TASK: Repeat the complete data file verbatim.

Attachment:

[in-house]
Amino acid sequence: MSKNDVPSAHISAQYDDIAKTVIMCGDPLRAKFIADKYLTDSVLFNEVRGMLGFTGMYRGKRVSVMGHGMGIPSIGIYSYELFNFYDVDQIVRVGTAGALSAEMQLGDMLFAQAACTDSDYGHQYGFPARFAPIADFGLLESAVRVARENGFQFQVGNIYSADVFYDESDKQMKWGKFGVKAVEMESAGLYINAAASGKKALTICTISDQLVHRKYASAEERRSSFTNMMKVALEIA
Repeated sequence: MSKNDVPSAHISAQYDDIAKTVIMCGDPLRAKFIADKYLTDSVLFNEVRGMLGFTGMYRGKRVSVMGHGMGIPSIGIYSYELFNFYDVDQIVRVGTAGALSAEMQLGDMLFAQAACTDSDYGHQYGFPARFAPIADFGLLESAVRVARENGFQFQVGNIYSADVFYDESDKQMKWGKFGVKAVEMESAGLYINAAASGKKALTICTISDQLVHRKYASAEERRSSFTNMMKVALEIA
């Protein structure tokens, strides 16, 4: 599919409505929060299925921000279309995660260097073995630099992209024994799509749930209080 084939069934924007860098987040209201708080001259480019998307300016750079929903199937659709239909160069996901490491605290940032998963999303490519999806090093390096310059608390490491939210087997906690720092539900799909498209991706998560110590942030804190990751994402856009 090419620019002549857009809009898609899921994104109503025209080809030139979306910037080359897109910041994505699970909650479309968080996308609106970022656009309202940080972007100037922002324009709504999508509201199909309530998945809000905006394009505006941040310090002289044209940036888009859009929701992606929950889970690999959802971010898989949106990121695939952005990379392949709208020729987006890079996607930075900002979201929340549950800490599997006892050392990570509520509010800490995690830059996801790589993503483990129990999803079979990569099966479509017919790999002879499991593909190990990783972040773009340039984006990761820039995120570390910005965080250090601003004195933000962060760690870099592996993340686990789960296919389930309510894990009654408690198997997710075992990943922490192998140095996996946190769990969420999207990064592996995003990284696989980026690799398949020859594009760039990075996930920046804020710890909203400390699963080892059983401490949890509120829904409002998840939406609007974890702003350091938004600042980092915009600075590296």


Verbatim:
[in-house]
Amino acid sequence: MSKNDVPSAHISAQYDDIAKTVIMCGDPLRAKFIADKYLTDSVLFNEVRGMLGFTGMYRGKRVSVMGHGMGIPSIGIYSYELFNFYDVDQIVRVGTAGALSAEMQLGDMLFAQAACTDSDYGHQYGFPARFAPIADFGLLESAVRVARENGFQFQVGNIYSADVFYDESDKQMKWGKFGVKAVEMESAGLYINAAASGKKALTICTISDQLVHRKYASAEERRSSFTNMMKVALEIA
Repeated sequence: MSKNDVPSAHISAQYDDIAKTVIMCGDPLRAKFIADKYLTDSVLFNEVRGMLGFTGMYRGKRVSVMGHGMGIPSIGIYSYELFNFYDVDQIVRVGTAGALSAEMQLGDMLFAQAACTDSDYGHQYGFPARFAPIADFGLLESAVRVARENGFQFQVGNIYSADVFYDESDKQMKWGKFGVKAVEMESAGLYINAAASGKKALTICTISDQLVHRKYASAEERRSSFTNMMKVALEIA
């Protein structure tokens, strides 16, 4: 599919409505929060299925921000279309995660260097073995630099992209024994799509749930209080 084939069934924007860098987040209201708080001259480019998307300016750079929903199937659709239909160069996901490491605290940032998963999303490519999806090093390096310059608390490491939210087997906690720092539900799909498209991706998560110590942030804190990751994402856009 090419620019002549857009809009898609899921994104109503025209080809030139979306910037080359897109910041994505699970909650479309968080996308609106970022656009309202940080972007100037922002324009709504999508509201199909309530998945809000905006394009505006941040310090002289044209940036888009859009929701992606929950889970690999959802971010898989949106990121695939952005990379392949709208020729987006890079996607930075900002979201929340549950800490599997006892050392990570509520509010800490995690830059996801790589993503483990129990999803079979990569099966479509017919790999002879499991593909190990990783972040773009340039984006990761820039995120570390910005965080250090601003004195933000962060760690870099592996993340686990789960296919389930309510894990009654408690198997997710075992990943922490192998140095996996946190769990969420999207990064592996995003990284696989980026690799398949020859594009760039990075996930920046804020710890909203400390699963080892059983401490949890509120829904409002998840939406609007974890702003350091938004600042980092915009600075590296």